In remembrance of Keith Flint who passed away on March 4th.
I made this mix in 2009 for a collective I was in; Generic People. Myself and Ant were playing the support spot to Leeroy Thornhill; a founding member of The Prodigy, at the after party for a gig they were playing, down at The Marquee in Cork, in June of the same year. Leeroy is the one credited with teaching Keith how to perform and paired with Maxim’s magnetic Mc’ng and Liam Howlett’s bonkers blend of boom bap breakbeats, razorsharp rave riffs, rootical reggae riddims and rowdy raucous rock. All tied together with their punk posse posturing.
The mix I made was described by the Webmaster on the official Prodigy website as “The best Prodigy mix I’ve ever heard” so you know that’s a seal of approval, of sorts. So I thought it was worth sharing again, at this time. I’ve tacked on a new suite of some of their finest work, in light of Keef (as he was affectionately known) shuffling off this mortal coil
For most people of my generation The Prodigy were a big deal. Part of the appeal of the group for me is that they were a bunch of friends clearly having a good time and it mirrored my experience as a teenager. The Prodigy were part of the soundtrack of those days. I vividly remember practicing “The Prodigy Dance” with a bunch of lads from my neighbourhood, that I used to pal around with. We would watch the ‘Everybody in the Place’ video over and over trying to get Leeroy’s moves down. One of the lads eventually nailed it after a bit of perseverance (It’s pretty tricky and mesmerising to watch if the mood strikes you to look it up). I’ve been with them all the way on their journey from cartoon ravers to electronic punks. I grew up with The Prodigy and The Prodigy grew up too.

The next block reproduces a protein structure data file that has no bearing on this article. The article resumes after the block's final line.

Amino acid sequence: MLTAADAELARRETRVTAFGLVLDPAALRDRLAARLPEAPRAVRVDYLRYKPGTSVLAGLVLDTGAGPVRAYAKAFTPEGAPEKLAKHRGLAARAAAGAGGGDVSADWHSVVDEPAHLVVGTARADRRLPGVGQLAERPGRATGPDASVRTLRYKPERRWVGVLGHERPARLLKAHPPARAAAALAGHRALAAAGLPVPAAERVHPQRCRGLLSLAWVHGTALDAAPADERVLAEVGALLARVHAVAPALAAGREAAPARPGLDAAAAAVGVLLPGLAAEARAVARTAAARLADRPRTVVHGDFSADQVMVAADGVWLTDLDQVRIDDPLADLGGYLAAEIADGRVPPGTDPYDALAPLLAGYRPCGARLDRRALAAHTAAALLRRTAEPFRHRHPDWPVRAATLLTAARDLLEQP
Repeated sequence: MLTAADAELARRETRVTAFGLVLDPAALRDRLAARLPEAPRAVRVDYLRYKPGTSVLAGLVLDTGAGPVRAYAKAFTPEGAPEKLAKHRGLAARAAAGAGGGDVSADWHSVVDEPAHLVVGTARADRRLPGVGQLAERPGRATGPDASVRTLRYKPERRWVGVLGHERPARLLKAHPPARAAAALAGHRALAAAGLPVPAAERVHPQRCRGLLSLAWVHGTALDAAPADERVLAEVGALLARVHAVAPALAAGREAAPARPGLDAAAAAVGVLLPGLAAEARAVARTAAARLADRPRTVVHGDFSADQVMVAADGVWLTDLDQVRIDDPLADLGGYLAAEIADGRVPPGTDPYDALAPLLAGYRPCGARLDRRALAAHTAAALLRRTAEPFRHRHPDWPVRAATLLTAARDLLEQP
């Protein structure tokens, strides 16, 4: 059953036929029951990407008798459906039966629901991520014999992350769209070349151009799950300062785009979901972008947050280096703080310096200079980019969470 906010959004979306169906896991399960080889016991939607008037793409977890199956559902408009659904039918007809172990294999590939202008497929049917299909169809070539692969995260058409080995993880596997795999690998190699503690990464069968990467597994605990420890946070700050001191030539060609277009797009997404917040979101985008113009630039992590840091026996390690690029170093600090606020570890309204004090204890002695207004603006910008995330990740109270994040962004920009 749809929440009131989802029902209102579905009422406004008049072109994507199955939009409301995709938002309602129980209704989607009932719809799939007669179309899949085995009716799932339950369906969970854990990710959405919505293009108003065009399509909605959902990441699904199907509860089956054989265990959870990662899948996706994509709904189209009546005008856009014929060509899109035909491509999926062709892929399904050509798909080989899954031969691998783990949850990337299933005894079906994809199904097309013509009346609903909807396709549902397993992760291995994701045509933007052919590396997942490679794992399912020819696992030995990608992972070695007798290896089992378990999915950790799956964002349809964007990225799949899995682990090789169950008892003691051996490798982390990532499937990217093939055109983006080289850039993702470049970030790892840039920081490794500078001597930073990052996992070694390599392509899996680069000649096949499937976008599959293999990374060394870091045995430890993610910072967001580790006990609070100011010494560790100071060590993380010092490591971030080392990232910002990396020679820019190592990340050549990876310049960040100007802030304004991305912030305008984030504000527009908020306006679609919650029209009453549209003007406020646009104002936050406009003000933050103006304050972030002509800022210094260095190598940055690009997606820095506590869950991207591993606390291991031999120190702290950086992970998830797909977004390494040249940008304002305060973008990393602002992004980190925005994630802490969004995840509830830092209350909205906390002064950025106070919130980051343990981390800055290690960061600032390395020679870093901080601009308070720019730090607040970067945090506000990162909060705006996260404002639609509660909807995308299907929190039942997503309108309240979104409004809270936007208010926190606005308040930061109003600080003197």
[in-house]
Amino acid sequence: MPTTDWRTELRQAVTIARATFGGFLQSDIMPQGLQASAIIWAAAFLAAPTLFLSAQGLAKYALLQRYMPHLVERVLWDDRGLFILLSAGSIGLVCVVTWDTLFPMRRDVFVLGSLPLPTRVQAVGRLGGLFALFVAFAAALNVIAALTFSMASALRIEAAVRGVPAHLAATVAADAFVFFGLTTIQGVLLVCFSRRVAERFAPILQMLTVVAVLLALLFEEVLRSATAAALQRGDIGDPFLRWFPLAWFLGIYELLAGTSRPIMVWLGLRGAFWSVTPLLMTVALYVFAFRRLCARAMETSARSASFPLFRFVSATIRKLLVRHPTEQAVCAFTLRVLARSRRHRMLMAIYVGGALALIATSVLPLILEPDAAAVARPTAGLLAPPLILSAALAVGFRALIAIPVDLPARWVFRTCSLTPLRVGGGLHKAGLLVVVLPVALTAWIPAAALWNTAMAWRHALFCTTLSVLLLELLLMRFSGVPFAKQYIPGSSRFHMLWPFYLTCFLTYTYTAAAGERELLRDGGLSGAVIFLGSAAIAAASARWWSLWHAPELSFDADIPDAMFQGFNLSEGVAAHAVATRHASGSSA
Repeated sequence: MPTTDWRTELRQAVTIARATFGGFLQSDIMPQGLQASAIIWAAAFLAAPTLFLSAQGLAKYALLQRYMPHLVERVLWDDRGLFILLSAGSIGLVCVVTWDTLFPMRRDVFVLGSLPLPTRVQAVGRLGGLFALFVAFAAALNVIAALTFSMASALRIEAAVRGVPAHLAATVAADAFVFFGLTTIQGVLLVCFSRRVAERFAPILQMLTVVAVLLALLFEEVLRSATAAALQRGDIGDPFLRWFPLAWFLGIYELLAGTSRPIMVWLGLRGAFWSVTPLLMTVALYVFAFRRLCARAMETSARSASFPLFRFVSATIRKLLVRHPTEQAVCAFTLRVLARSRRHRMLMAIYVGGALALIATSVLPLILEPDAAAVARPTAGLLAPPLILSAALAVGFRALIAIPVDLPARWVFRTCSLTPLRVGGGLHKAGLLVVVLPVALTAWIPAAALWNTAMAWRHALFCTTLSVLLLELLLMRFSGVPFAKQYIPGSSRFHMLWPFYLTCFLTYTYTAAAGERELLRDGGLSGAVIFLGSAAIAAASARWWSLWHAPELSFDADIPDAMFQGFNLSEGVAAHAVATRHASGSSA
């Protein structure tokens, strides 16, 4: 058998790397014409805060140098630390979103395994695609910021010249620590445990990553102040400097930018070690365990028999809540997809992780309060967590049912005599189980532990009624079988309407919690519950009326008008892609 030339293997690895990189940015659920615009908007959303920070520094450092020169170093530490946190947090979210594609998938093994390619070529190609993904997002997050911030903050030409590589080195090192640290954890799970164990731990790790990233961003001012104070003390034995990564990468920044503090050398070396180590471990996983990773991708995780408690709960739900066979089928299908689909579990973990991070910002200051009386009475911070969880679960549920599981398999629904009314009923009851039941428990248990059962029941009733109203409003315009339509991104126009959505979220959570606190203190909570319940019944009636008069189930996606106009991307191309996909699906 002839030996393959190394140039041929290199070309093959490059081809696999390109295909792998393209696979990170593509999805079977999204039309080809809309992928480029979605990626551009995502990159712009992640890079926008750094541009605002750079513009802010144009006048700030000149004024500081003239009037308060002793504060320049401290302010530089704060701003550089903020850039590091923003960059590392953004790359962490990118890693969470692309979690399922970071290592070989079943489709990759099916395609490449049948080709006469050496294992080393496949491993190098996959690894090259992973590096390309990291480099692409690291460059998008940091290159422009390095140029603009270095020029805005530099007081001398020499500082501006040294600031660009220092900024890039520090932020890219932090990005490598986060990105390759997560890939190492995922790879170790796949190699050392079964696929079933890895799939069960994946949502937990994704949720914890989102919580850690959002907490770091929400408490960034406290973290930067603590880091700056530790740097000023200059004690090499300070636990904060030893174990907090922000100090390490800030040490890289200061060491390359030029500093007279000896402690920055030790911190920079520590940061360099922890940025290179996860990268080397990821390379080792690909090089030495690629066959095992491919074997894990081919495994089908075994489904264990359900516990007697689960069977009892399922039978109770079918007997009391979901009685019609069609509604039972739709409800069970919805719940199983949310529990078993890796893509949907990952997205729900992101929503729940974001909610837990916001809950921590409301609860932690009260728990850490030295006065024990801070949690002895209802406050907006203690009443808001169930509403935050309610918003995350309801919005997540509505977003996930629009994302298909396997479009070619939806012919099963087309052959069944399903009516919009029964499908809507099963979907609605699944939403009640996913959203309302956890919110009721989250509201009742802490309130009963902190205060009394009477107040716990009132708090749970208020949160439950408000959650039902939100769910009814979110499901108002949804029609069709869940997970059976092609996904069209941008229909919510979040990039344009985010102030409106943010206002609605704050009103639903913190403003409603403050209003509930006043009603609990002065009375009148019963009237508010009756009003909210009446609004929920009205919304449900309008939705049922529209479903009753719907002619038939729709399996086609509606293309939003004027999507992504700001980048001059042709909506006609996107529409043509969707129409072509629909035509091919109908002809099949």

The first time I got to see them perform live was in Cork’s City Hall in December of ‘94 and whilst they weren’t the fully fledged firebrand that they would go on to become, one thing for certain was that their live shows were full throttle and elevated them to another dimension. Sizzling with heat & energy. Turbocharged with the vitality Flint brought to the stage, the trouble starter, the punkin' instigator, one of the ultimate hype men.
I saw them 4 more times after; at the legendary Féile 95, supporting Oasis on 2 occasions- all in Páirc Uí Chaoimh and at Live at the Marquee in 2009 where I got the opportunity to support Thornhill at the after party. They always rolled out a rip roaring romp and honed their skills over the years to become one of the greatest live acts on the scene. From cutting their teeth on the rave circuit and upping their game each time a new tour came round. Carrying on that British tradition of multicultural groups flying in the face of convention and smashing up the silos of sound along the way.
They did more than any other act to unite people from disparate backgrounds. Evidenced in them being the first major dance act to break the U.S.,reaching number one into the bargain. Propelled by Flint’s spitfire persona, the ringmaster of the Prodigy circus. Their first 3 albums were game changers for the dance music community and continue to be regarded as high-water marks for the culture.
Fitting that a man by the name of Flint would light a fire under a whole generation of magic people, voodoo people.
To the god of hell fire, the voice of a jilted generation.
“The flame that burns twice as bright, burns half as long.”
The fire has flickered out but his incendiary energy lives on.
If everybody’s in the place, then we’ll start the dance.
R.I.P. up the soundsystem! Rave In Peace Keef.